A wind storm ripped through my Downingtown neighborhood last night, right after 6 p.m. It felt like being in the middle of a hurricane for about five minutes. (I lived in Louisiana for eight years, and I can honestly tell you the comparison stands up, except that no hurricane I've ever been in only lasts five minutes).
Six or seven peels of thunder and nearly as many visible lightning strikes called my attention to the front porch of the house. When I poked my head out of the door, rain was slashing down in long diagonal sheets and the yaw and cracks of wood splintering augmented the sounds of the lightning. It was hard to know which sound was which.
I bolted upstairs to close my bedroom windows and the rungs on my floor were already soaked. I went through the house as fast as possible, closing all windows. Everywhere I turned, water was coming in through my screens. I felt like a deckhand on Noah's ark. I wished I had remembered to record it with the Flipcam. The footage would have been hard to believe. You had to see it for yourself.
I secured the window locks and ventured a peek outside my front door. A huge limb from the maple in my neighbor's year had been ripped from the trunk and was now covering most of his front lawn and some of his front porch roof. I felt relieved that it had done no structural damage to his house...and I was glad the limb had not crushed my Ford Taurus, which was parked on the other side of the tree.
The thought occurred to me the car might be in some jeopardy, what with limbs being severed and (a glance across the street told me) tress being ripped from the Earth by their roots. The lightning flashed and the sonic booms they made kept me inside for a few more minutes.
Finally, I made a break for the car, determined to move it down the street, away from the tree. I was drenched within two seconds. When I started the car, I couldn't see. It felt as if I was trying to glance through a waterfall. The wipers were useless. I knew I had to drive around a fallen electrical wire to get the car to a safer spot. I wondered if this plan to save a 2003 Taurus with 140,000 miles on the odometer was such a good idea. I did it anyway and ran back into the house soaked to the skin. By the time I had toweled off and changed my clothes, the sun was out. The entire environmental catastrophe took about 10 minutes.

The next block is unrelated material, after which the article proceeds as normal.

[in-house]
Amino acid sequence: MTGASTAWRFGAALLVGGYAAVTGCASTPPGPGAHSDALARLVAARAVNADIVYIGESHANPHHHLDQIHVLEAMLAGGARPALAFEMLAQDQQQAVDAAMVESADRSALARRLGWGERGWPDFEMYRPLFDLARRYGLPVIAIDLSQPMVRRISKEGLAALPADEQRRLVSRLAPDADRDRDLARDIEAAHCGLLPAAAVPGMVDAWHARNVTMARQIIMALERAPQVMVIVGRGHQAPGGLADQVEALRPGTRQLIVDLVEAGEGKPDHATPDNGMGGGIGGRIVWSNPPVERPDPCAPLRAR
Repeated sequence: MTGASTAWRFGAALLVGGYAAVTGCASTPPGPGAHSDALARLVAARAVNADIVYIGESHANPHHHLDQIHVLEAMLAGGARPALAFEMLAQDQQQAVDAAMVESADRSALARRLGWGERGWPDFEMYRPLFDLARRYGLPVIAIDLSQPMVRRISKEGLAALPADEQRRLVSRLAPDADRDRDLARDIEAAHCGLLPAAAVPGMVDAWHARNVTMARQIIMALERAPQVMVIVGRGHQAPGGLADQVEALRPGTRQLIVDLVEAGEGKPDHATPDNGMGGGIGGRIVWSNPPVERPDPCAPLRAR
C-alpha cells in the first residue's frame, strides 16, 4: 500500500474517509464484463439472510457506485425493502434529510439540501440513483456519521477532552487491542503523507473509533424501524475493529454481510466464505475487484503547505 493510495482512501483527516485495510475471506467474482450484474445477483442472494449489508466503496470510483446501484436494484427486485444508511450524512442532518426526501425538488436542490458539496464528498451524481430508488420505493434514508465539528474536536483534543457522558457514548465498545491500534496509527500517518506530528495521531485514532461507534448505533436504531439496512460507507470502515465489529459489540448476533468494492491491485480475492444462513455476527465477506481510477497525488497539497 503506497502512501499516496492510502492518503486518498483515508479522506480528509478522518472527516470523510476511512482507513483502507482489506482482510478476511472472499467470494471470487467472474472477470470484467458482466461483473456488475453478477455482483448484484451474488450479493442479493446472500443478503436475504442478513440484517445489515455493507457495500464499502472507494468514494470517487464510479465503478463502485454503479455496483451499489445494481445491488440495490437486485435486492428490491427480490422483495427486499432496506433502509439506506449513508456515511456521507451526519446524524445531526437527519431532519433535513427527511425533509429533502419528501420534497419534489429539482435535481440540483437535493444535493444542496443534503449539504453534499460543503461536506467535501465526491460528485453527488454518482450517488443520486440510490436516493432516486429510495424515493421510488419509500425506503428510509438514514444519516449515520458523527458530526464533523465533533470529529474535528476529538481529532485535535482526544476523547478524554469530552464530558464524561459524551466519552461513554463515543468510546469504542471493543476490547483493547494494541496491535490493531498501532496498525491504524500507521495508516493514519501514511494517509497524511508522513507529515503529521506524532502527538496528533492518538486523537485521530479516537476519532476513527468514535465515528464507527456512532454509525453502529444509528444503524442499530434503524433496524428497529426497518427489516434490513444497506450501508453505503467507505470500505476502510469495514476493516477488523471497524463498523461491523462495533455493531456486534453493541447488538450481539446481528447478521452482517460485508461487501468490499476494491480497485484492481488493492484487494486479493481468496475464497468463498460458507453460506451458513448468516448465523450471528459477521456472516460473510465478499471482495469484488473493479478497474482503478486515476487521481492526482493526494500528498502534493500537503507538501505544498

I ventured out into the street with my camera to record the mess. Neighbors were already congregating and shaking their heads in collective wonder. The sentiment du jour was "Wow! What was that!??" Except the language was considerably more colorful and F-bombs flowed freely from nearly every mouth. "Did a tornado just come through here?" No one saw any funnels, so that seemed unlikely. We were all awestruck. My block lost two great old trees, including one about 20 yards from my front porch that barely missed landing on the roof of neighbor's house. I knew instinctively I was sitting on a story and I needed to alert the local newspaper about it.
My friend, the editor of the Daily Local, Andy Hachidorian, was already gone for the day but the city desk had not heard anything about the storm when I called. I told them to please get a reporter down to my block but that I would also take some pictures on my digital camera and bring them to the paper within an hour..
Taking dramatic pictures of nature wreaking havoc on a neighborhood was never so easy. I reeled off about 30 pictures in 30 minutes, some of them recorded here on the blog.
The electric was out, of course. The limb that tore off my neighbor's tree also brought down the electrical and telephone wires. I knew it would be impossible to email the pics to the Daily Local. But I decided it was worth a seven mile drive up Route 322 to West Chester. The guys in the newsroom were happy to have them, although there was some glitches with the SIM card download.
It had been many years since I had a front page photo credit so I was happy to see my work on t he DLN front page this morning when I went to the local Wawa to grab a coffee and paper.
Last night, sitting in the midst of the darkened neighborhood, I slowly sipped and emptied two Weyerbacher beers and smoked a Nicaraguan cigar on my front porch. The night was cool and calm. The neighborhood had taken a beating but everyone was adjusting to life without the maples on our street and some folks were out surveying the damage with flashlights and whispering amazements..
No one was killed. That was best part. But we all went to bed without the benefit of air conditioners or ceiling fans, knowing that Mother Nature had handed us a friendly reminder that you can't ever take anything for granted. Even suburban, sleepy Downingtown had occasional moments of sheer panic and provocation.